New transplant method may allow kidney recipients to live life free of anti-rejection medication
New ongoing research published today in the journal Science Translational Medicine suggests organ transplant recipients may not require anti-rejection medication in the future thanks to the power of stem cells, which may prove to be able to be manipulated in mismatched kidney donor and recipient pairs to allow for successful transplantation without immunosuppressive drugs. Northwestern Medicine® and University of Louisville researchers are partnering on a clinical trial to study the use of donor stem cell infusions that have been specially engineered to "trick" the recipients' immune system into thinking the donated organ is part of the patient's natural self, thus gradually eliminating or reducing the need for anti-rejection medication.
"The preliminary results from this ongoing study are exciting and may have a major impact on organ transplantation in the future," said Joseph Leventhal, MD, PhD, transplant surgeon at Northwestern Memorial Hospital and associate professor of surgery and director of kidney and pancreas transplantation at Northwestern University Feinberg School of Medicine. "With refinement, this approach may prove to be applicable to the majority of patients receiving the full spectrum of solid organ transplants."
Leventhal authored the study along with Suzanne Ildstad, MD, director of the Institute of Cellular Therapeutics at the University of Louisville. It is the first study of its kind where the donor and recipient do not have to be related and do not have to be immunologically matched. Previous studies involving stem cell transplants for organ recipients have included donors and recipients who are siblings and are immunologically identical, something that only occurs in about 25 percent of sibling pairs.
"Being a transplant recipient is not easy. In order to prevent rejection, current transplant recipients must take multiple pills a day for the rest of their lives. These immunosuppressive medications come with serious side effects with prolonged use including high blood pressure, diabetes, infection, heart disease and cancer, as well as direct damaging effects to the organ transplant," said Ildstad. "This new approach would potentially offer a better quality of life and fewer health risks for transplant recipients."
In a standard kidney transplant, the donor agrees to donate their kidney. In the approach being studied, the individual is asked to donate part of their immune system as well. The process begins about one month before the kidney transplant, when bone marrow stem cells are collected from the blood of the kidney donor using a process called apheresis. The donor cells are then sent to the University of Louisville to be processed, where researchers enrich for "facilitating cells" believed to help transplants succeed. During the same time period, the recipient undergoes pre-transplant "conditioning," which includes radiation and chemotherapy to suppress the bone marrow so the donor's stem cells have more space to grow in the recipient's body.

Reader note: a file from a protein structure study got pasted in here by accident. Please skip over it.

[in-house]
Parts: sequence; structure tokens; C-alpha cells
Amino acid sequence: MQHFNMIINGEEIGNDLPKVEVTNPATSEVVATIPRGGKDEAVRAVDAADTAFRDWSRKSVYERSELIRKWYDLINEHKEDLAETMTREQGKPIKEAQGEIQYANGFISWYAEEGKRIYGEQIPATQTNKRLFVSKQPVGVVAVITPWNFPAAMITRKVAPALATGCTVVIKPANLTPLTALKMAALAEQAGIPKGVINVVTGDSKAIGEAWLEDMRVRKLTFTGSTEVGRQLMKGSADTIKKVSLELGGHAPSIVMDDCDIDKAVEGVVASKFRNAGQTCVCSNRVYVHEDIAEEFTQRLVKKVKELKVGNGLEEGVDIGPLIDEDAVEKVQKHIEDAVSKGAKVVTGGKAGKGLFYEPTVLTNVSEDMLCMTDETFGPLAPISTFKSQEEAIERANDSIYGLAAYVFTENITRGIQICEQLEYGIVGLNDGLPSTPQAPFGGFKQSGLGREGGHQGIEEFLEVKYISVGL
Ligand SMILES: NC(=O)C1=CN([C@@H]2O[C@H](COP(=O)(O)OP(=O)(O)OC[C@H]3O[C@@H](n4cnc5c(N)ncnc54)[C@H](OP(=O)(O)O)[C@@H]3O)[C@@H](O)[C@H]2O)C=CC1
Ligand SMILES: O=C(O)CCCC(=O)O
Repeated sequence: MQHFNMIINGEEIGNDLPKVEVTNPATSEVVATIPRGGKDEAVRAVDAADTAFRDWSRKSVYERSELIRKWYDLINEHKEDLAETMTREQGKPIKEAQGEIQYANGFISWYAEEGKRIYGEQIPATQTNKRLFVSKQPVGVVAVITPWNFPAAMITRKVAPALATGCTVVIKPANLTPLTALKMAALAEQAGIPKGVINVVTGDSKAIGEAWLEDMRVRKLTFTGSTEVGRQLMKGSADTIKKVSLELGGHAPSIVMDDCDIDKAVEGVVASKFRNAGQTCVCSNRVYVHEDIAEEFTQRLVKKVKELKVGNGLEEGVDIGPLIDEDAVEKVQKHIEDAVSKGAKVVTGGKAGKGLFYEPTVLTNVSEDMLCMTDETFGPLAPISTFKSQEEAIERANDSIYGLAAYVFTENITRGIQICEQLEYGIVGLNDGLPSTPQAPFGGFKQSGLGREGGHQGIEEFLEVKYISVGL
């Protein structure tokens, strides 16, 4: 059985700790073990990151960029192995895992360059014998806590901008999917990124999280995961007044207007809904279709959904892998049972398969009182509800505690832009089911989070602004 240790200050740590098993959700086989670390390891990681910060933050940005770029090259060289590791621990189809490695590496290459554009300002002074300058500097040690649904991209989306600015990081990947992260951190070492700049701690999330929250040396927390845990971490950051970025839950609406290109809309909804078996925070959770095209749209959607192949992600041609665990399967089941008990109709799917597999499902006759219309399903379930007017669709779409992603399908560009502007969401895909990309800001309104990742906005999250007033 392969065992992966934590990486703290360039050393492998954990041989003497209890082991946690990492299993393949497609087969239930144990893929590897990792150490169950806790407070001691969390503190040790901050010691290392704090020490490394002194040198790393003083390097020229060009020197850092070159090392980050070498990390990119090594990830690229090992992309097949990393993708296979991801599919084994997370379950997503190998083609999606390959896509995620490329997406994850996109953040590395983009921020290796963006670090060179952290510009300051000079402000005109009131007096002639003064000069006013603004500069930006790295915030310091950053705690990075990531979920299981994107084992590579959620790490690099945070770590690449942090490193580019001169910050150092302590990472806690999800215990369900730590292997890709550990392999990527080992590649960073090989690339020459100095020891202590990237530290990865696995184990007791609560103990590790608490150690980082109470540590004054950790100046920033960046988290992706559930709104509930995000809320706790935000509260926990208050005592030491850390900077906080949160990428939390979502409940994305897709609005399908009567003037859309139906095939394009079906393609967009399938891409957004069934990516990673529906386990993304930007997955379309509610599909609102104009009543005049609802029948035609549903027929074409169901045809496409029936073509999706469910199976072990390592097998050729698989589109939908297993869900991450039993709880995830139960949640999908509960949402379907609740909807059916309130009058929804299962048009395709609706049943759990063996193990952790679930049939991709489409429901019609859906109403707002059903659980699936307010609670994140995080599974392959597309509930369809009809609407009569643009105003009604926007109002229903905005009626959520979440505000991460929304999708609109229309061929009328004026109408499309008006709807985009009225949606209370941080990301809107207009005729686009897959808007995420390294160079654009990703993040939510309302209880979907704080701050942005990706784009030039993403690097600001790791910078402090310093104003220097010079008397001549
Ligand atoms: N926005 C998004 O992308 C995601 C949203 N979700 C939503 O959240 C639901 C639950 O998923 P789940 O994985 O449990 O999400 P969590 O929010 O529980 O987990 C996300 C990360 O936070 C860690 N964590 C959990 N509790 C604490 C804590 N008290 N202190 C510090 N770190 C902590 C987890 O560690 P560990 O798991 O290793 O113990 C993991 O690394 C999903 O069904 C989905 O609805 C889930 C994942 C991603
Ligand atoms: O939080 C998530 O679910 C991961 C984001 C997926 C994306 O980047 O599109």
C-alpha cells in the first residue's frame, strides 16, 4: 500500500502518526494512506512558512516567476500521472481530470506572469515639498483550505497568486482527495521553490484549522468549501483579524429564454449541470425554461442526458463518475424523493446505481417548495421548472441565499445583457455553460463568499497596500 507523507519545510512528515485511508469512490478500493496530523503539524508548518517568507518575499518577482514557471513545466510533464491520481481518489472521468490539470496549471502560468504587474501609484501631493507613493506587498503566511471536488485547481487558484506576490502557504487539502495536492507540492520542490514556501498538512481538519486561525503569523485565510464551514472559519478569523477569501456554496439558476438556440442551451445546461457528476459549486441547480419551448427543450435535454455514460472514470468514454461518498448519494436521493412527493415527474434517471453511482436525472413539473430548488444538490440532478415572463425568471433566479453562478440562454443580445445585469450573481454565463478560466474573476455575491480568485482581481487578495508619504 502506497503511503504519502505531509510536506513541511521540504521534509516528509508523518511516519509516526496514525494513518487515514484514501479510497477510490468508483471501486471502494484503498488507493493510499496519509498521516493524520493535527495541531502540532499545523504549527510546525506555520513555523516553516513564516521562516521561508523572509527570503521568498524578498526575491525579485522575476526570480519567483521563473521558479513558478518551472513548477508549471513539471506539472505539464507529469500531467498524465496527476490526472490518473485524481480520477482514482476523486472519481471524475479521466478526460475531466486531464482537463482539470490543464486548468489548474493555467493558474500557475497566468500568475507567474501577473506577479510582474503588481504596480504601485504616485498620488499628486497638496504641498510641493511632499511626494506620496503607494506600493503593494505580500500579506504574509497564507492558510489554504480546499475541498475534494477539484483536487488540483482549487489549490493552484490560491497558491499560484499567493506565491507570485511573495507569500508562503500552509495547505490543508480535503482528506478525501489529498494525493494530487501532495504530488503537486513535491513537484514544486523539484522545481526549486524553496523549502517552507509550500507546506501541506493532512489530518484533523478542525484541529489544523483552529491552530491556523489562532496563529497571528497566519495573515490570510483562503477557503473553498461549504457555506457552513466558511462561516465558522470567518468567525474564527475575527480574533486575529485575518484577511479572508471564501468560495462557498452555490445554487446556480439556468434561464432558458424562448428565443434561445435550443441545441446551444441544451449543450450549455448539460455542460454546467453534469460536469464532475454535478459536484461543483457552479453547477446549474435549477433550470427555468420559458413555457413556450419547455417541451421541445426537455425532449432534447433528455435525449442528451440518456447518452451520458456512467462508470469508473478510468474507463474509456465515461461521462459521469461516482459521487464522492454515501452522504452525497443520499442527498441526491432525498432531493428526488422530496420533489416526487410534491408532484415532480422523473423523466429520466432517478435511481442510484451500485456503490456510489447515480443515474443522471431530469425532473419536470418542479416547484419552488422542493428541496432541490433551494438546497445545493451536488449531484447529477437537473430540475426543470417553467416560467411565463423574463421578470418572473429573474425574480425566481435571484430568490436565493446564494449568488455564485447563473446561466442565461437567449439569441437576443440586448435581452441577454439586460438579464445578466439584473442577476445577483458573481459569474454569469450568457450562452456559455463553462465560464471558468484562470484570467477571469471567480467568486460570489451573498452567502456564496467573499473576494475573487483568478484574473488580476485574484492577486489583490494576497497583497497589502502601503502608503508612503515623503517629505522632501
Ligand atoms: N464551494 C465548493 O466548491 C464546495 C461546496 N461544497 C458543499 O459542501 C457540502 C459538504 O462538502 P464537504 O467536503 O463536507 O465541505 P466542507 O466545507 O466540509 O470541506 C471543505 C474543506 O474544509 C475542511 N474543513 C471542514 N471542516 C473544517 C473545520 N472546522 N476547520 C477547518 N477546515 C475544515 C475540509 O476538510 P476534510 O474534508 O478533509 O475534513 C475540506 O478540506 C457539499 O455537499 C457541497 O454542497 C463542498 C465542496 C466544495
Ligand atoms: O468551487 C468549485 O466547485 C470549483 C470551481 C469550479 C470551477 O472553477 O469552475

Once the facilitating cell-enriched stem cell product has been prepared, it is transported back to Northwestern, where the recipient undergoes a kidney transplant. The donor stem cells are then transplanted one day later and prompt stem cells to form in the marrow from which other specialized blood cells, like immune cells, develop. The goal is to create an environment where two bone marrow systems exist and function in one person. Following transplantation, the recipient takes anti-rejection drugs which are decreased over time with the goal to stop a year after the transplant.
"This is something I have worked for my entire life," said Ildstad, who pioneered the approach and is known for her discovery of the "facilitating" cell.
Less than two years after her successful kidney transplant, 47-year-old mother and actress Lindsay Porter of Chicago, is living a life that most transplant recipients dream of she is currently free of anti-rejection medications and says at times, she has to remind herself that she had a kidney transplant. "I hear about the challenges recipients have to face with their medications and it is significant. It's almost surreal when I think about it because I feel so healthy and normal." Doctors are hopeful that Porter will not need immunosuppressive drugs long-term, given her progress thus far.
In order to qualify for this type of experimental kidney transplant, the donor and recipient pairs must be blood-type compatible and have a negative cross-match, which means that testing has been done to confirm the recipient does not have antibodies in the blood that would cause rejection of the kidney.
The clinical trial is ongoing. Researchers are also planning a second clinical trial, which would offer similar treatment for subjects who have already undergone a living donor kidney transplant.
Journal reference: Science Translational Medicine
Provided by Northwestern Memorial Hospital
- Stem cell study seeks to wean non-related transplant recipients from anti-rejection drugs May 28, 2009 | not rated yet | 0